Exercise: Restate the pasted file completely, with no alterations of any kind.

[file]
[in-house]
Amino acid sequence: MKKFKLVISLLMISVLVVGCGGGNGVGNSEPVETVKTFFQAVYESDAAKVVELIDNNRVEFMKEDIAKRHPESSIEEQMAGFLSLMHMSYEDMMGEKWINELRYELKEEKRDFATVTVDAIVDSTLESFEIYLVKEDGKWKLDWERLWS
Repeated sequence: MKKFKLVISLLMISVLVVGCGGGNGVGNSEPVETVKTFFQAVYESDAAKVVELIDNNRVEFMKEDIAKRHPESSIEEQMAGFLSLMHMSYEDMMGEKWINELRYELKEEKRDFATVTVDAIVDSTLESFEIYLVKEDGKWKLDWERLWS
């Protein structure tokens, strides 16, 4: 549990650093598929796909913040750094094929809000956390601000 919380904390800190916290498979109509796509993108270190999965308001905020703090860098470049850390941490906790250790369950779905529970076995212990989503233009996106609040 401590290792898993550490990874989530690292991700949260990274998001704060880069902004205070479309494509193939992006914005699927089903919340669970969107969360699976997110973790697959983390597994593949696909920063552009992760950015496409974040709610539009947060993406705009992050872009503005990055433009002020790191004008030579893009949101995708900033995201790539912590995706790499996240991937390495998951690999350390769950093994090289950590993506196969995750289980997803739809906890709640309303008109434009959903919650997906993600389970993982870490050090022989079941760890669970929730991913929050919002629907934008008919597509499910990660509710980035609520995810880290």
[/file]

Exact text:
[in-house]
Amino acid sequence: MKKFKLVISLLMISVLVVGCGGGNGVGNSEPVETVKTFFQAVYESDAAKVVELIDNNRVEFMKEDIAKRHPESSIEEQMAGFLSLMHMSYEDMMGEKWINELRYELKEEKRDFATVTVDAIVDSTLESFEIYLVKEDGKWKLDWERLWS
Repeated sequence: MKKFKLVISLLMISVLVVGCGGGNGVGNSEPVETVKTFFQAVYESDAAKVVELIDNNRVEFMKEDIAKRHPESSIEEQMAGFLSLMHMSYEDMMGEKWINELRYELKEEKRDFATVTVDAIVDSTLESFEIYLVKEDGKWKLDWERLWS
């Protein structure tokens, strides 16, 4: 549990650093598929796909913040750094094929809000956390601000 919380904390800190916290498979109509796509993108270190999965308001905020703090860098470049850390941490906790250790369950779905529970076995212990989503233009996106609040 401590290792898993550490990874989530690292991700949260990274998001704060880069902004205070479309494509193939992006914005699927089903919340669970969107969360699976997110973790697959983390597994593949696909920063552009992760950015496409974040709610539009947060993406705009992050872009503005990055433009002020790191004008030579893009949101995708900033995201790539912590995706790499996240991937390495998951690999350390769950093994090289950590993506196969995750289980997803739809906890709640309303008109434009959903919650997906993600389970993982870490050090022989079941760890669970929730991913929050919002629907934008008919597509499910990660509710980035609520995810880290």